Tumor physiological changes during hypofractionated stereotactic body radiation therapy assessed using multi-parametric magnetic resonance imaging
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Heling Zhou1, Zhang Zhang2, Rebecca Denney1, Jessica S. Williams3, Jeni Gerberich1, Strahinja Stojadinovic2, Debabrata Saha2, John M. Shelton3 and Ralph P. Mason1
1Department of Radiology, University of Texas Southwestern Medical Center, Dallas, TX 75390, United States
2Department of Radiation Oncology, University of Texas Southwestern Medical Center, Dallas, TX 75390, United States
3Department of Internal Medicine, University of Texas Southwestern Medical Center, Dallas, TX 75390, United States
Ralph P. Mason, email: [email protected]
Keywords: hypofractionated stereotactic body radiation therapy (SBRT), oxygen-sensitive MRI, blood oxygen level dependent (BOLD), dynamic contrast enhanced (DCE), treatment response
Received: June 30, 2016 Accepted: March 02, 2017 Published: March 21, 2017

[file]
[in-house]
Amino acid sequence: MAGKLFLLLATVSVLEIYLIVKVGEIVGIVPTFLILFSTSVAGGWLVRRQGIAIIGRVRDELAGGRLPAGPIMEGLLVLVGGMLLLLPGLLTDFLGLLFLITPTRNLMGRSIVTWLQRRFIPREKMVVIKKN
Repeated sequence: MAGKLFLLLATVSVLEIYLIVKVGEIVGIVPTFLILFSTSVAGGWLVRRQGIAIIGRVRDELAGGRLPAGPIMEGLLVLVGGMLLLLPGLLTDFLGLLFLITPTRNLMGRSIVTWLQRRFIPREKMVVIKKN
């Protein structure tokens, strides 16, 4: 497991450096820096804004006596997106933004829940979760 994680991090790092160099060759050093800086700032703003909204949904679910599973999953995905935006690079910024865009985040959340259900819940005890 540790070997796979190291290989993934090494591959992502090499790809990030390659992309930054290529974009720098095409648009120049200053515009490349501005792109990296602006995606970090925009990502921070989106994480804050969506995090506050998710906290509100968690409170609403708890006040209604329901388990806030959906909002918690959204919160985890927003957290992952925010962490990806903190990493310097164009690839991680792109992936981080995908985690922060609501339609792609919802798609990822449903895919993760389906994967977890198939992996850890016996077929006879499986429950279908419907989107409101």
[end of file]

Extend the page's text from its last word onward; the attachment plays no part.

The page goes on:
Radiation therapy is a primary treatment for non-resectable lung cancer and hypoxia is thought to influence tumor response. Hypoxia is expected to be particularly relevant to the evolving new radiation treatment scheme of hypofractionated stereotactic body radiation therapy (SBRT). As such, we sought to develop non-invasive tools to assess tumor pathophysiology and response to irradiation. We applied blood oxygen level dependent (BOLD) and tissue oxygen level dependent (TOLD) MRI, together with dynamic contrast enhanced (DCE) MRI to explore the longitudinal effects of SBRT on tumor oxygenation and vascular perfusion using A549 human lung cancer xenografts in a subcutaneous rat model. Intra-tumor heterogeneity was seen on multi-parametric maps, especially in BOLD, T2* and DCE. At baseline, most tumors showed a positive BOLD signal response (%ΔSI) and increased T2* in response to oxygen breathing challenge, indicating increased vascular oxygenation. Control tumors showed similar response 24 hours and 1 week later. Twenty-four hours after a single dose of 12 Gy, the irradiated tumors showed a significantly decreased T2* (-2.9±4.2 ms) and further decrease was observed (-4.0±6.0 ms) after 1 week, suggesting impaired vascular oxygenation. DCE revealed tumor heterogeneity, but showed minimal changes following irradiation. Rats were cured of the primary tumors by 3x12 Gy, providing long term survival, though with ultimate metastatic recurrence.
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